The Promise of Point-of-Care Manufacturing. In the US, CAR-T therapies are currently offered at a limited number of hospitals. If biopharma companies were to establish a point-of-care manufacturing model, they could produce T cells at or near those hospitals. This manufacturing model would offer two advantages: physicians would gain more control over scheduling and production, and patients would receive treatment in a more timely manner.
Point-of-care manufacturing also has some drawbacks. It may be more difficult to procure key reagents and consumables at all sites, and patient demand fluctuates enough that there is the risk of underutilized capacity. In addition, significant CMC regulatory concerns can arise when oversight of quality control becomes more fragmented. Companies interested in a point-of-care model should wait until the patient population expands enough to keep facilities fully utilized. This will likely be achieved once more therapies enter the market with a broader set of indications and a larger number of institutions participate in CAR-T treatment.
Three factors have created a temporary shortage in patients for CAR-T therapies. First, there’s currently a narrow population eligible to receive CAR-T treatment. Commercially available therapies treat blood cancers that affect less than 10% of all cancer patients—and these therapies are currently approved for last-line relapsed or refractory cases. Moreover, most clinical trials in CAR-T focus on the same two cancers: ALL and Non-Hodgkin lymphoma. So an already small patient population is being aggressively served by clinical trials. (See Exhibit 3.)
Second, reimbursement is uncertain. On the provider side, the financial burden on physicians may limit patient access. For example, in the US, physicians are currently being under-reimbursed for the cost of the drugs Kymriah and Yescarta when treating Medicare patients. It may take an additional one to two years before the Centers for Medicare and Medicaid Services (CMS) creates the billing procedures to facilitate reimbursement. On the payer side, it is unclear how reimbursement will evolve. Payers are currently reimbursing through existing schemes or agreements on a case-by-case basis, and at least one commercial payer is expressing interest in classifying as a service. In addition, payers have shown an interest in outcomes-based contracts, a risk-sharing arrangement in which rebates are tied to the performance of the therapy in the target population. For example, the price to treat an ALL patient with Kymriah is currently $475,000, but CMS will fully reimburse the manufacturer, Novartis, only if patients demonstrate blast response after one month of treatment. To avoid reimbursement issues for Kymriah and Yescarta, some academic clinicians have expressed a preference to treat in their own clinical trials, thus ensuring that their patients get access to cutting-edge, last-line therapies.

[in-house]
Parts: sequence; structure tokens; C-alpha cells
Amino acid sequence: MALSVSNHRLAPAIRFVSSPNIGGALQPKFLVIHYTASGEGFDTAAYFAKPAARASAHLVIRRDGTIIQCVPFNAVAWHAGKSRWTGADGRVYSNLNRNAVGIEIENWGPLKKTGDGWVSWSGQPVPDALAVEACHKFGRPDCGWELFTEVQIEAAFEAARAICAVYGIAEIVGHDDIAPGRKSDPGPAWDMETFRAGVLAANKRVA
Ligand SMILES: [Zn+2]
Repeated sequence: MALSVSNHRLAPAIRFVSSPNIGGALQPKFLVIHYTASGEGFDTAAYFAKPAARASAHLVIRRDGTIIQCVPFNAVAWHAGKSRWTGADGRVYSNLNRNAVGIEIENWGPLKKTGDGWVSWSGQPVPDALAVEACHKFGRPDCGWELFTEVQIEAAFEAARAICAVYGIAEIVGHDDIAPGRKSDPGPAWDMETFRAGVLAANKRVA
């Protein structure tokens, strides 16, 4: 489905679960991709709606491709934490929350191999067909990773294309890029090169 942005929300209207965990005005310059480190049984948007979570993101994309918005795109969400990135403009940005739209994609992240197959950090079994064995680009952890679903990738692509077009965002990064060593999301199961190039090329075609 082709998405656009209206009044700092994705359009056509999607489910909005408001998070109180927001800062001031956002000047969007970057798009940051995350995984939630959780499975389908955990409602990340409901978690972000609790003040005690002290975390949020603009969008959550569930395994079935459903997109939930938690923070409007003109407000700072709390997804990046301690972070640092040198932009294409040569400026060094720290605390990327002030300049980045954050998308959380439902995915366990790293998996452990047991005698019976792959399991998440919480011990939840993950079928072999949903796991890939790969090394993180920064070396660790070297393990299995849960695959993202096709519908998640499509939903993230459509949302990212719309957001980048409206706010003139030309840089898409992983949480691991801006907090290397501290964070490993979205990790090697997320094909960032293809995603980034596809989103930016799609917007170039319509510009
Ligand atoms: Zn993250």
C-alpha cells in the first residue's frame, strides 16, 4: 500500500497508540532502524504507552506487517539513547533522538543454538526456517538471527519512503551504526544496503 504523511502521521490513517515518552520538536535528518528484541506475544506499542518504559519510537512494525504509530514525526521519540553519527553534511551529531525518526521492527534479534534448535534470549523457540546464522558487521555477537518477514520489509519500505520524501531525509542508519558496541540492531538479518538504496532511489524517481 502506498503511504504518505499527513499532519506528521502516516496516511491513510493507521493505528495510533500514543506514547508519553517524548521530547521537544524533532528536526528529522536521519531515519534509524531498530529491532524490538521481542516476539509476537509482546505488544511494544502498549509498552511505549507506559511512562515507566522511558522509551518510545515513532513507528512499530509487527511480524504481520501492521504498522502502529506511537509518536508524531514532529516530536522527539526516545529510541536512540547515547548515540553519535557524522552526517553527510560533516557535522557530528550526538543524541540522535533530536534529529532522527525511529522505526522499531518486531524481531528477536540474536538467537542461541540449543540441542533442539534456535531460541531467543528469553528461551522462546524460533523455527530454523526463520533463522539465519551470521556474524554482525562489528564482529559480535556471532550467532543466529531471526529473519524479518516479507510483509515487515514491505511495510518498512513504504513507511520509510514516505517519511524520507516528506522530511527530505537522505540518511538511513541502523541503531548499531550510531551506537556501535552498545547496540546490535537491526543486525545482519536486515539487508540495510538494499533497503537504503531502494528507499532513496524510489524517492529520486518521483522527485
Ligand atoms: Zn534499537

All of these factors may contribute to a patient shortage in the near term, but as CAR-T treatment expands to new indications and gains approval for use in earlier lines of therapy, the patient population will eventually overwhelm academia’s demand for trial patients. Similarly, as academics move into new indications (such as solid tumors), enrollment opportunities for clinical trials will decline in hematologic cancers and demand for marketed therapies will increase.
Biopharma companies are already making big bets in this space. The first CAR-T therapy to receive FDA approval was Kymriah, in 2017. This Novartis product was approved for use in young people (up to age 25) with ALL who don’t respond to standard treatment—and the label has since been expanded to include adults with relapsed or refractory diffuse large B-cell lymphoma. Also in 2017, Gilead Sciences spent $11 billion to purchase Kite Pharma, which quickly received approval for Yescarta, a CAR-T therapy for adults with certain types of Non-Hodgkin lymphoma who have failed at least two other kinds of treatment. Meanwhile, in early 2018, Celgene announced that it would spend approximately $9 billion to acquire Juno Therapeutics, which specializes in CAR-T therapies. All three companies have also made numerous smaller investments to acquire technologies and platforms for cellular therapies.